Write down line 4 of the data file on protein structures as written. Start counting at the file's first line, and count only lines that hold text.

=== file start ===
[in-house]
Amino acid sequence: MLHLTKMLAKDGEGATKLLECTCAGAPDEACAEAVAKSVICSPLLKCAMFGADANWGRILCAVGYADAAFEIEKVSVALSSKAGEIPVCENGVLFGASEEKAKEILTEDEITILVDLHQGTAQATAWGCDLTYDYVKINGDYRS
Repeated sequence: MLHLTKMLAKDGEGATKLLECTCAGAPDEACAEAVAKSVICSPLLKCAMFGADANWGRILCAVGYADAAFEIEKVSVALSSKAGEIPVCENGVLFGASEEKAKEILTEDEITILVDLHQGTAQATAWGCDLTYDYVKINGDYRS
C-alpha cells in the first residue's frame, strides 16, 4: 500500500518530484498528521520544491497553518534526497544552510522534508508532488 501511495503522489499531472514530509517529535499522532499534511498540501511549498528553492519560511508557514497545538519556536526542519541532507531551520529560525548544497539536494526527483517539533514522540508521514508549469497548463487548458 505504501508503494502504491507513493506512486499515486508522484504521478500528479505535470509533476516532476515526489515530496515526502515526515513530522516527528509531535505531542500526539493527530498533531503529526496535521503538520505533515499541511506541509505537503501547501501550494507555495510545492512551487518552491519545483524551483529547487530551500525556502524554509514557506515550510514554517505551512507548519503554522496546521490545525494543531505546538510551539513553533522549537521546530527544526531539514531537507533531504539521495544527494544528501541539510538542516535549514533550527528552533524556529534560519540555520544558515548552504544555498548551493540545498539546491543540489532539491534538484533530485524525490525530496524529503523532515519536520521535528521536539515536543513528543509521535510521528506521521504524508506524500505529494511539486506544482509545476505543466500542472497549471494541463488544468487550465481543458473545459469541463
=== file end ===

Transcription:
C-alpha cells in the first residue's frame, strides 16, 4: 500500500518530484498528521520544491497553518534526497544552510522534508508532488 501511495503522489499531472514530509517529535499522532499534511498540501511549498528553492519560511508557514497545538519556536526542519541532507531551520529560525548544497539536494526527483517539533514522540508521514508549469497548463487548458 505504501508503494502504491507513493506512486499515486508522484504521478500528479505535470509533476516532476515526489515530496515526502515526515513530522516527528509531535505531542500526539493527530498533531503529526496535521503538520505533515499541511506541509505537503501547501501550494507555495510545492512551487518552491519545483524551483529547487530551500525556502524554509514557506515550510514554517505551512507548519503554522496546521490545525494543531505546538510551539513553533522549537521546530527544526531539514531537507533531504539521495544527494544528501541539510538542516535549514533550527528552533524556529534560519540555520544558515548552504544555498548551493540545498539546491543540489532539491534538484533530485524525490525530496524529503523532515519536520521535528521536539515536543513528543509521535510521528506521521504524508506524500505529494511539486506544482509545476505543466500542472497549471494541463488544468487550465481543458473545459469541463